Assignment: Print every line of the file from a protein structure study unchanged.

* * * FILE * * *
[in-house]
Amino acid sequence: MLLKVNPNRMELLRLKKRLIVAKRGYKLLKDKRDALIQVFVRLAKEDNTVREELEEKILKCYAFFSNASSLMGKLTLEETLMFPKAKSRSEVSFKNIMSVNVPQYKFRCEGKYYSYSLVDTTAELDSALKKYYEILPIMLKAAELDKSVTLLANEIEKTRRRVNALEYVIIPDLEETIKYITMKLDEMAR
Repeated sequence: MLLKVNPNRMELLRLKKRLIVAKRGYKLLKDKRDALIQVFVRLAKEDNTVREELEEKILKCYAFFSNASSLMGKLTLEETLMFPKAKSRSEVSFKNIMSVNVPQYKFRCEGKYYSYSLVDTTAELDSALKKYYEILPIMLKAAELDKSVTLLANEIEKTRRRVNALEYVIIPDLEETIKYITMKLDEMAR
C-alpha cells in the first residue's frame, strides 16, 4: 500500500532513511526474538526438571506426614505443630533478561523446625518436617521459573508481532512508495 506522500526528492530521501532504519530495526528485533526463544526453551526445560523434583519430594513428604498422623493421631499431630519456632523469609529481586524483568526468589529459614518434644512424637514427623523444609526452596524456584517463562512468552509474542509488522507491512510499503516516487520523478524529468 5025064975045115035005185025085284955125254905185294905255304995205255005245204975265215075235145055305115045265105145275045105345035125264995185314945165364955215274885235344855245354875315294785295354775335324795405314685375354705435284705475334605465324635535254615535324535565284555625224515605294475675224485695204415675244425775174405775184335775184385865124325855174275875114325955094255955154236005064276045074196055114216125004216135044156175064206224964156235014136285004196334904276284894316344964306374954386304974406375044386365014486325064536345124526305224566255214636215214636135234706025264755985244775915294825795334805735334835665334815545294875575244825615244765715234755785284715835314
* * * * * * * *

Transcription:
[in-house]
Amino acid sequence: MLLKVNPNRMELLRLKKRLIVAKRGYKLLKDKRDALIQVFVRLAKEDNTVREELEEKILKCYAFFSNASSLMGKLTLEETLMFPKAKSRSEVSFKNIMSVNVPQYKFRCEGKYYSYSLVDTTAELDSALKKYYEILPIMLKAAELDKSVTLLANEIEKTRRRVNALEYVIIPDLEETIKYITMKLDEMAR
Repeated sequence: MLLKVNPNRMELLRLKKRLIVAKRGYKLLKDKRDALIQVFVRLAKEDNTVREELEEKILKCYAFFSNASSLMGKLTLEETLMFPKAKSRSEVSFKNIMSVNVPQYKFRCEGKYYSYSLVDTTAELDSALKKYYEILPIMLKAAELDKSVTLLANEIEKTRRRVNALEYVIIPDLEETIKYITMKLDEMAR
C-alpha cells in the first residue's frame, strides 16, 4: 500500500532513511526474538526438571506426614505443630533478561523446625518436617521459573508481532512508495 506522500526528492530521501532504519530495526528485533526463544526453551526445560523434583519430594513428604498422623493421631499431630519456632523469609529481586524483568526468589529459614518434644512424637514427623523444609526452596524456584517463562512468552509474542509488522507491512510499503516516487520523478524529468 5025064975045115035005185025085284955125254905185294905255304995205255005245204975265215075235145055305115045265105145275045105345035125264995185314945165364955215274885235344855245354875315294785295354775335324795405314685375354705435284705475334605465324635535254615535324535565284555625224515605294475675224485695204415675244425775174405775184335775184385865124325855174275875114325955094255955154236005064276045074196055114216125004216135044156175064206224964156235014136285004196334904276284894316344964306374954386304974406375044386365014486325064536345124526305224566255214636215214636135234706025264755985244775915294825795334805735334835665334815545294875575244825615244765715234755785284715835314